Prairie View A&M Students Demand On-Campus Voting

Priscilla Barbour, the president of Prairie View A&M University's student government association, is seeking something her predecessors were unable to get: a polling place on the historically black university's campus.

On Friday, Barbour, a senior studying political science, sent a letter to Texas Secretary of State John Steen arguing that Waller County's failure to put a voting location on the campus violates the federal Voting Rights Act, which prohibits voting practices that discriminate against people on the basis of race.

"I wanted him to understand the importance of this," she said of Steen, with whom she has requested a meeting. "I wanted him to understand, directly from me to him, what is going on."

Her complaint hinges on the fact that the nearest polling place for the county is more than a mile from campus housing. She has requested one at the Memorial Student Center, the hub of student life on campus.

Of the roughly 8,400 students enrolled at the university, she said, about 5,000 live on campus, and about half of those students are registered to vote in the county. But many do not have access to transportation, she said, meaning they have to walk to the polling location. 

 

She added that the current polling location students use cannot accomodate the university's population, leading to long waits in addition to a long walk. In 2012, she said, "the wait for some students was over an hour and thirty minutes. Students have had to put off voting so they don't miss class."

Students don't have the same problem with municipal elections. The city of Prairie View provides an on-campus polling location for local elections. "If the city can accomodate us, why can't the county?" Barbour asked.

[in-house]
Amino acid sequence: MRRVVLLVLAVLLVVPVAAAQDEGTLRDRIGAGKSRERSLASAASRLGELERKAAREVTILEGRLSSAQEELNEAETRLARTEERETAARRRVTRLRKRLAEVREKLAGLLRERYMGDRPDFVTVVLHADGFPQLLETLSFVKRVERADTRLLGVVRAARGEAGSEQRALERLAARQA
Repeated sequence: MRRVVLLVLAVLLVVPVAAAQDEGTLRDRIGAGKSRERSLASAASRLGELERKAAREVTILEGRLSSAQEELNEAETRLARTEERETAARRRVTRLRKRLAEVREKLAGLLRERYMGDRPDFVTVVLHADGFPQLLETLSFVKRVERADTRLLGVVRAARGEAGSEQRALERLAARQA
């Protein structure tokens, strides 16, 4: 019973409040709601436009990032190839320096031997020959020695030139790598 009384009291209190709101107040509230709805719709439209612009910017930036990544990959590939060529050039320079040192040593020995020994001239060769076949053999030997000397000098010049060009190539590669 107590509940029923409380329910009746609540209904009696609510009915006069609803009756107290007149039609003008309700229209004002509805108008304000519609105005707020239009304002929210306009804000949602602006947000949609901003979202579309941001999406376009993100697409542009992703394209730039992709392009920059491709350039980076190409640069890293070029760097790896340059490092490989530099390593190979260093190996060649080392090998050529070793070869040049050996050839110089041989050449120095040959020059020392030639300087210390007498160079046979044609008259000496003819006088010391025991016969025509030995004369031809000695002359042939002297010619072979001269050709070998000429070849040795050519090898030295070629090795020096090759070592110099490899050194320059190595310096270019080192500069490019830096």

"It leaves the voter confused," she said of the various locations for city and county elections. "I don't think voting is something that should be confusing. I don't think it's something that should be inconvenient or something that should be a hassle. It's your right as an American citizen, and it should be the county's responsibility to make sure that it is easily accessible to all people."

Gary Bledsoe, a civil rights lawyer and longtime president of the Texas NAACP, said this is not a new fight. "Waller County is one of the worst offenders in Texas," he said, noting that voting procedures in the area have been the subject of multiple lawsuits in the last decade.

Barbour noted that previous student leaders have tried to secure a more convenient polling location, and that some students have held demonstrations in protest of the current situation.

A call to the Waller County Elections Office was not returned.

Robyn German is set to take over as that county's elections administrator next month. Steen's spokeswoman, Alicia Pierce, said German is the person Prairie View A&M students need to contact, because the polling locations are determined by the county. She indicated that the Secretary of State's Office, upon receiving Barbour's letter, encouraged German to reach out to the students.

"The secretary of state is always happy to meet with civically-minded students," Pierce said. "We'd be happy to set up a metting later, but as far as addressing their specific concerns, [German] is who they need to talk to."

In her letter, Barbour requested that the Memorial Student Center be designated a polling location by October, allowing time to get the word out to students in advance of the November elections. "Ideally, it would then be a continuous thing so that we don't have to go to such great lengths in the future," she said.

She said she has not received a response to her letter yet but is hopeful that a solution can be reached.

 

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